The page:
“In her book, Food Bullying, author Michele Payn points out that people may find themselves selecting certain food products or labels because of how it will make them feel, increase their status, or earn praise from peers. The choices they make aren’t necessarily derived from nutrition or safety, but from an elitist mindset.”
THE IMPACT OF FOOD ELITISM
By Jaclyn Krymowski for Protect The Harvest
Access to adequate food is an extremely important topic. All people deserve to have access to safe and nutritious foods. In today’s society, there are numerous questions to ask about food, food security, and the recent focus on elite foods.
• Are various food-focused social justice initiatives really pushing towards the goal of safe, nutritious foods, or are they working to redefine what safe and nutritious means?
• Do the groups who are trying to make “safe” and “nutritious” simultaneous with buzzwords like “organic,” “plant-based,” and “all-natural,” know what impact their actions have on food equity?
Food Bullying is a Reality and It Starts with Food Marketers and Their Counterparts: Animal and Environmental Extremists
In her book, Food Bullying, author Michele Payn points out that people may find themselves selecting certain food products or labels because of how it will make them feel, increase their status, or earn praise from peers. The choices they make aren’t necessarily derived from nutrition or safety, but from an elitist mindset.
We Support All Forms of Agriculture – We Do Not Support Misinforming the Public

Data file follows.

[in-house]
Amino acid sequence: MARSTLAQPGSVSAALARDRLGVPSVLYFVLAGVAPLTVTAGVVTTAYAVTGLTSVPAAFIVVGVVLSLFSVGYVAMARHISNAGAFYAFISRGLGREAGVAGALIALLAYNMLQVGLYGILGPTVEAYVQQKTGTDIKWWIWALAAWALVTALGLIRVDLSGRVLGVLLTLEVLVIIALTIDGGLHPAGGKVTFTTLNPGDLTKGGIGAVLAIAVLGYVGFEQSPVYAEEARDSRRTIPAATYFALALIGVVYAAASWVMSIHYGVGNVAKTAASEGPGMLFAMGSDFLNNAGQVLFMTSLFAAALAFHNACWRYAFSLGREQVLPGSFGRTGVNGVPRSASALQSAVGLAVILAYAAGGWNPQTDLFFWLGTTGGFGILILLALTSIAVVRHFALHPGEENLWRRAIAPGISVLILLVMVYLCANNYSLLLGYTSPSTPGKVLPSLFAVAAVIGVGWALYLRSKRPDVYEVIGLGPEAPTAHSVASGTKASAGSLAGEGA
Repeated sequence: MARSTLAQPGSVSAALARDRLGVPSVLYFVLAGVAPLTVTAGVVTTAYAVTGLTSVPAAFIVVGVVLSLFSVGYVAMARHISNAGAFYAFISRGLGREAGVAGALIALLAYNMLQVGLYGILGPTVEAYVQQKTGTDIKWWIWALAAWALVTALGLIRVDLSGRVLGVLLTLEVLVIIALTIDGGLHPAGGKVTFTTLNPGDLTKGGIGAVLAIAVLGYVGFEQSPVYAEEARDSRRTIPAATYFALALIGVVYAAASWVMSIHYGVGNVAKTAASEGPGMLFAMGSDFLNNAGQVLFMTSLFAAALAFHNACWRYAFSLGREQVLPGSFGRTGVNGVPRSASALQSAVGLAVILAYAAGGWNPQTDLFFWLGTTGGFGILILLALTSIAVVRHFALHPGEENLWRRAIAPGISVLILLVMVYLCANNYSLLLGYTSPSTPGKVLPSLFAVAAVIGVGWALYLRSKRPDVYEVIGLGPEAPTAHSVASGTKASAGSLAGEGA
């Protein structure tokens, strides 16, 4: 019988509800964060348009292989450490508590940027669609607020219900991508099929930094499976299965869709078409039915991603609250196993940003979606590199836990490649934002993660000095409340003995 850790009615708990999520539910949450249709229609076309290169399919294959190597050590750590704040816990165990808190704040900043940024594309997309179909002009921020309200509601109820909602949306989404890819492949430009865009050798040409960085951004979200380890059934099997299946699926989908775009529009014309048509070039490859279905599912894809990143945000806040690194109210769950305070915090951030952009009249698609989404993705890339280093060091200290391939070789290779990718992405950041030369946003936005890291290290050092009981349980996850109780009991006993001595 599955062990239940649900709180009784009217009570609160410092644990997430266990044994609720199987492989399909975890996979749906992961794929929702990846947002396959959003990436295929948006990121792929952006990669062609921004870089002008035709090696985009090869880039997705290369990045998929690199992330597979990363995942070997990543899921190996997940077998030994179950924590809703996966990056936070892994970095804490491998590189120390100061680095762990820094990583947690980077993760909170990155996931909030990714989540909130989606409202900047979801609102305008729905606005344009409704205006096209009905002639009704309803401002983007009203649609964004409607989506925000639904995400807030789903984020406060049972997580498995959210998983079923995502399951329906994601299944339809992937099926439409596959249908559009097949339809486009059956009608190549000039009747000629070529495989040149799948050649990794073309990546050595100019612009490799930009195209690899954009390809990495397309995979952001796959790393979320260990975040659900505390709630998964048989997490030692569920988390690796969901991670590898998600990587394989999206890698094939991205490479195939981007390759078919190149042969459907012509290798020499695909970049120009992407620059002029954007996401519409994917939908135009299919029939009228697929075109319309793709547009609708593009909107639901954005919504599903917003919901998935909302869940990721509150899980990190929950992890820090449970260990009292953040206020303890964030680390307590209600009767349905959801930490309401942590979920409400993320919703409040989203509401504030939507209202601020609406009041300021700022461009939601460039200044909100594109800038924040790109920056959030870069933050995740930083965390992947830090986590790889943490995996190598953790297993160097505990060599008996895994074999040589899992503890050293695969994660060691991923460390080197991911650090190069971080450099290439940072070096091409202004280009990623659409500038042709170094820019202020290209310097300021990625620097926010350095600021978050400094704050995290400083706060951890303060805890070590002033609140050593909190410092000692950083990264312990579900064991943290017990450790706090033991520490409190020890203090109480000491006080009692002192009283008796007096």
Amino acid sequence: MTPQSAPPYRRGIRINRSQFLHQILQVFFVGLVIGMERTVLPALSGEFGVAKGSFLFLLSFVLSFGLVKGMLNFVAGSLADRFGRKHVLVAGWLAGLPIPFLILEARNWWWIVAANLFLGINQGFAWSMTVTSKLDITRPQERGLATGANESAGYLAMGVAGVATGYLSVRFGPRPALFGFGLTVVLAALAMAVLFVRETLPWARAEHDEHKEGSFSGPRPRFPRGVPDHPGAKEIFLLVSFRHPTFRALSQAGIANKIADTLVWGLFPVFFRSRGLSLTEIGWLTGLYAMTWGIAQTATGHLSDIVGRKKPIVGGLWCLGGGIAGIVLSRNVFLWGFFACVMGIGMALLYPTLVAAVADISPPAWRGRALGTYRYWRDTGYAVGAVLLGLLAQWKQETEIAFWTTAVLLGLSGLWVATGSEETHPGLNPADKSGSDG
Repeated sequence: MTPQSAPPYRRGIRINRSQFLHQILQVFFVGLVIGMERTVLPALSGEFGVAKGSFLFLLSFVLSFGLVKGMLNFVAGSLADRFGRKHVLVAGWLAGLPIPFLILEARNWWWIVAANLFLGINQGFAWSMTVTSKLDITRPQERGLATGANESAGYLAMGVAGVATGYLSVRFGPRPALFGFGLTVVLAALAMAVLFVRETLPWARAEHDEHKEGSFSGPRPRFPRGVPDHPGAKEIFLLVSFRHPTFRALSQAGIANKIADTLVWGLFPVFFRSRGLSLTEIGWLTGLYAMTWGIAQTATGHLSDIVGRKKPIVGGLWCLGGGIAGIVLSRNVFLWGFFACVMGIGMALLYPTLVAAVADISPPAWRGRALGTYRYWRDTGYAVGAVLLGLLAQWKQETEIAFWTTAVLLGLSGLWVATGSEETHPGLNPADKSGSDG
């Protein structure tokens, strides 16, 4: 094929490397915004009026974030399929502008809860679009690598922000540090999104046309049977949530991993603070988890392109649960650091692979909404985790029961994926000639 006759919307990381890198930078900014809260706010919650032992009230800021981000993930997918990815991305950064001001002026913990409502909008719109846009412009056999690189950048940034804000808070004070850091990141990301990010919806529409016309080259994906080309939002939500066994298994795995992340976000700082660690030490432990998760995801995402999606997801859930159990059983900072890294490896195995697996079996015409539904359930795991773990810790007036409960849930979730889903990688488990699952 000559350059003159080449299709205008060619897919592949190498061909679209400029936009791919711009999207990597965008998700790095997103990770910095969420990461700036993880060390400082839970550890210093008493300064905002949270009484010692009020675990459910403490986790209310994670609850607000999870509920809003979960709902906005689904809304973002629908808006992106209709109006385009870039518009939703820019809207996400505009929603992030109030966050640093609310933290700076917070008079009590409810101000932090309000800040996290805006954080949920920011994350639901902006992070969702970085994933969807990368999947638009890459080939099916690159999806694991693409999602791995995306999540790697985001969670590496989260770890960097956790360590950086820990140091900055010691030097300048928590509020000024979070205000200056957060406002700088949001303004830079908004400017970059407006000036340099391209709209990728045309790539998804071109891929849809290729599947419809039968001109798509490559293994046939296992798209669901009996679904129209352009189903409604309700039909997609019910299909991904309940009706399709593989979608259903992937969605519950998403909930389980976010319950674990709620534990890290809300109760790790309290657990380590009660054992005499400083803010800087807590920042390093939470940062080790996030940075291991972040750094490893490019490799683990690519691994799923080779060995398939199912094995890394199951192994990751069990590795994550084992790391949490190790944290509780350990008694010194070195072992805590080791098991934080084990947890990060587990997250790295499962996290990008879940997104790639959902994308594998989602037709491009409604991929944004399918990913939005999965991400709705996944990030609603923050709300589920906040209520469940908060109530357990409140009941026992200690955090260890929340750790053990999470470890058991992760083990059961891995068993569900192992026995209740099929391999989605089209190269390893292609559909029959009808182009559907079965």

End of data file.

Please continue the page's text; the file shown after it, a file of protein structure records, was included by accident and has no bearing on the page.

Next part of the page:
There is nothing wrong with providing high quality products to the elite buyer. We support organic farming and conventional farming. We also support different types of animal production systems. What we do not support is the practice of misinforming the public about our food system and the nutritional value of the foods. We believe it is morally wrong to provide disinformation about affordable foods that are the staple of the American public.
Why are We Making the Statement that these Groups are Partners in Crime?
Many of these elite food marketing groups and companies tap into the false narrative established by animal and environmental extremist groups to push their own products. Elitist marketers and their counterparts, animal and environmental extremist groups, have purposely overlooked and ignored the reality that our modern food systems provide safe, nutritious, humane and most importantly, affordable food. Through their marketing they repeat the negative disinformation about modern agriculture propagated by animal and environmental extremist groups. Keep in mind that animal extremists want to end all animal agriculture and view animal ownership as akin to slavery and abuse. Environmental extremist groups view humankind as a global parasite and they have been pushing this narrative for years. This provides a convenient, already established narrative that elite food companies and marketers can tap into. Animal and environmental extremist groups are in a sense, saving elite food marketers money since they have already worked to establish a false narrative in which they can use as a platform to sell their food products. They use the false narrative designed and marketed by extremist groups to enforce the false notion that vegan and elite type foods are the epitome of good health.